Guest Post: Sanjay Manandhar, ISM Connect
When maturity of browsers in the late 1990s was making websites more than digital posters, and getting us all into e-commerce, a constant refrain was that it was not advisable to put one’s credit card details online—fraudsters might start using your credit card.
Today, due to advancement in secure network connection between browsers and servers and credit card companies underwriting any fraudulent transactions, we willingly enter our credit card details on many online sites, and we cannot imagine not having that convenience. Online retailers also cannot imagine not having that fluidity of commerce.
Always, even where there are concerns about security, value and convenience to customers seems to win the argument.
Today’s recurring debate is with authentication – in particular, facial authentication, or “fauth.” There are many instances when service providers need to validate who we are and be able to do it quickly ,and without passing of “government-issued IDs” which seems to be the “gold standard.”
However, if a transaction is happening online or needs to be done without burdening the customer with having these physical IDs in their possession, an easier authentication is needed. In addition, these “gold standards” themselves need to be authenticated because they are easily faked.
So, authenticating a person by inspecting their IDs is simply moving the problem from the person to authenticating the “government-issued IDs.” Why not authenticate the person directly?
Facial authentication is a very convenient mechanism to provide quick, convenient authentication with full consent. All the concerns around facial recognition, in particular around misidentification by law enforcement, is a legitimate concern. However, Fauth is being used gingerly, even when the customer is providing full consent in exchange for things like convenience and speed of transaction.
Covid-19 has accelerated Fauth because there is a need to authenticate someone without touching anything or inspecting documents like a driver’s license. Access into buildings by opening a turnstile or a gate, simply by having people look to a camera and be instantly authenticated, is much more convenient than having to swipe or tap a keycard or, worse, stand in line to show a government-issued ID to a security guard, who is usually under pressure to process people quickly and isn’t really looking to fully authenticate the ID.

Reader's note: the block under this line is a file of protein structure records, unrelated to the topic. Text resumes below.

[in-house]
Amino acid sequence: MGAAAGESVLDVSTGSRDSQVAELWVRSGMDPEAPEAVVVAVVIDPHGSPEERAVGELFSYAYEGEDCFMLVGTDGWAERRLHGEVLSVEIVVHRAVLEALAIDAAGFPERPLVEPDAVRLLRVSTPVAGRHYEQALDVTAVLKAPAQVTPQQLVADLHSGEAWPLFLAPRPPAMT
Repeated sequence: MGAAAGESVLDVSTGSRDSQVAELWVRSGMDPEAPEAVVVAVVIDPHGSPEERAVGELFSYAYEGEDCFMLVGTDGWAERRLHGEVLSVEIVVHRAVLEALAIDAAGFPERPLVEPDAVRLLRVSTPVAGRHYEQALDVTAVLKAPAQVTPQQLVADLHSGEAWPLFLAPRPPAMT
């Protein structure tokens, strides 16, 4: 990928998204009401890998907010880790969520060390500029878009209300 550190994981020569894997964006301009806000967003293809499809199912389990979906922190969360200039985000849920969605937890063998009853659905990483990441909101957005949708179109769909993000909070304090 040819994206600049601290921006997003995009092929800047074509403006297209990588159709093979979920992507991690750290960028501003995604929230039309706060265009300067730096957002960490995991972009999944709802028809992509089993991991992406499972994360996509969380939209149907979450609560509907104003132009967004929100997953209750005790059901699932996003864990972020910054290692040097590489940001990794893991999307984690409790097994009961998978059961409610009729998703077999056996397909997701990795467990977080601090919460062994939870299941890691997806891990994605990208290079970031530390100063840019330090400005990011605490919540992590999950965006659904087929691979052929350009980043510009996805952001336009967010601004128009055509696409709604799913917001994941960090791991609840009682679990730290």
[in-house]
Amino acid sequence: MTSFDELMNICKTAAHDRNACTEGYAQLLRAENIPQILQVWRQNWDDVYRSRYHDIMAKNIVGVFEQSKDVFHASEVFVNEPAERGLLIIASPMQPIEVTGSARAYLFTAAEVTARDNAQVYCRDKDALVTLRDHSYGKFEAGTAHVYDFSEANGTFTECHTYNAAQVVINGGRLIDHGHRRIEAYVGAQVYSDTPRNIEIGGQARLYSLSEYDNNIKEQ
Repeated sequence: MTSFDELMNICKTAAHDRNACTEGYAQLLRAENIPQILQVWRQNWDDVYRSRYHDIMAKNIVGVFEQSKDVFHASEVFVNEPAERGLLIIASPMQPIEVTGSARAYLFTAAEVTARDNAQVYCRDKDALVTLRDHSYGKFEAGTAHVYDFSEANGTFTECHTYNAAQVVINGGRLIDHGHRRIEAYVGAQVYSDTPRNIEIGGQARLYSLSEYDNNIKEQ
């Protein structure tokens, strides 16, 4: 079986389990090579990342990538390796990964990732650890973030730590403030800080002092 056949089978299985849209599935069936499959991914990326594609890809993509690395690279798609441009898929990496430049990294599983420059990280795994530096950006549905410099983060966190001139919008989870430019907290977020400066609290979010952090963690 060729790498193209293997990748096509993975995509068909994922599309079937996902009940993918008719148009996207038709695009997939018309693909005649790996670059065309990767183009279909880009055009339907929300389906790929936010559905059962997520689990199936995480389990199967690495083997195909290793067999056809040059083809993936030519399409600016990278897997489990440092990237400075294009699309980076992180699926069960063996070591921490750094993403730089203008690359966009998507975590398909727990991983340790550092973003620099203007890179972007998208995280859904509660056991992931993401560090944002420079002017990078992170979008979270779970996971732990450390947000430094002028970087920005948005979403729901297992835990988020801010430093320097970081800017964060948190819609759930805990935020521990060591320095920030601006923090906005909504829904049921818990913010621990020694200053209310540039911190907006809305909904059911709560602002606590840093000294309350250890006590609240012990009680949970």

Loyalty programs and retail transactions could make payments linked with a customer securely and automatically, without even getting payments (cash/credit card/loyalty card, etc.) produced. Your face can “make the payment.”
During these challenging public health times, as increasing testing for Covid-19 or other maladies become more frequent, these “health transactions” must be executed with full and secure authentication. Test results of one person wrongly linked to another person could be disastrous.
In addition, increasingly more customers will willingly provide registration images to various vendors and services simply for the convenience. Our digital facial likeness is already in the wild—either by our own involvement in social media or by a multitude of government and various regulatory bodies requiring our faces for various government documents.
Therefore, a person not using her or his face for Fauth is not preserving privacy. That absolute privacy of facial likeness is long gone. For me, I’d much rather have important transactions be authenticated fully using my face, so that my physical credit card or passport is not misused by fraudsters.
Just like the credit card quandary online melted away, one can relate to the improved convenience of transactions at toll booths in the last two decades. From the early days when car owners paid to have transponders in their vehicles in order to speed up their commute, to today where license plates can be scanned and the car’s owner is billed for the convenience, we’ve seen the shift in behavior.
As a people, we are attracted to decreasing friction in our daily lives and avoiding having to roll the car window down, find exact change, and pay a toll in frigid winter weather, making this a prime target for authenticated automation that comes by way of the transponder or license plate.
Fauth will go the same way as credit cards online and car tolls—the convenience is too great. And the risks to the customer is very limited. Fauth will increasingly be the mechanism of reliable, easy, fast, person authentication going forward.
About The Writer
Sanjay Manandhar is Co-Founder & CTO of ISM, which develops and deploys computer vision software products as well as media management products for booking campaigns, managing content and consuming ISM’s computer vision analytics. In addition to licensing its software to customers, ISM applies its products to its own media networks in Minor League Baseball parks, at NASCAR races, and to the solar powered, Sun Media, digital-out-of-home network.
Dave Haynes is the founder and editor of Sixteen:Nine, an online publication that has followed the digital signage industry for some 14 years. Dave does strategic advisory consulting work for many end-users and vendors, and also writes for many of them. He’s based near Halifax, Nova Scotia, on Canada’s east coast.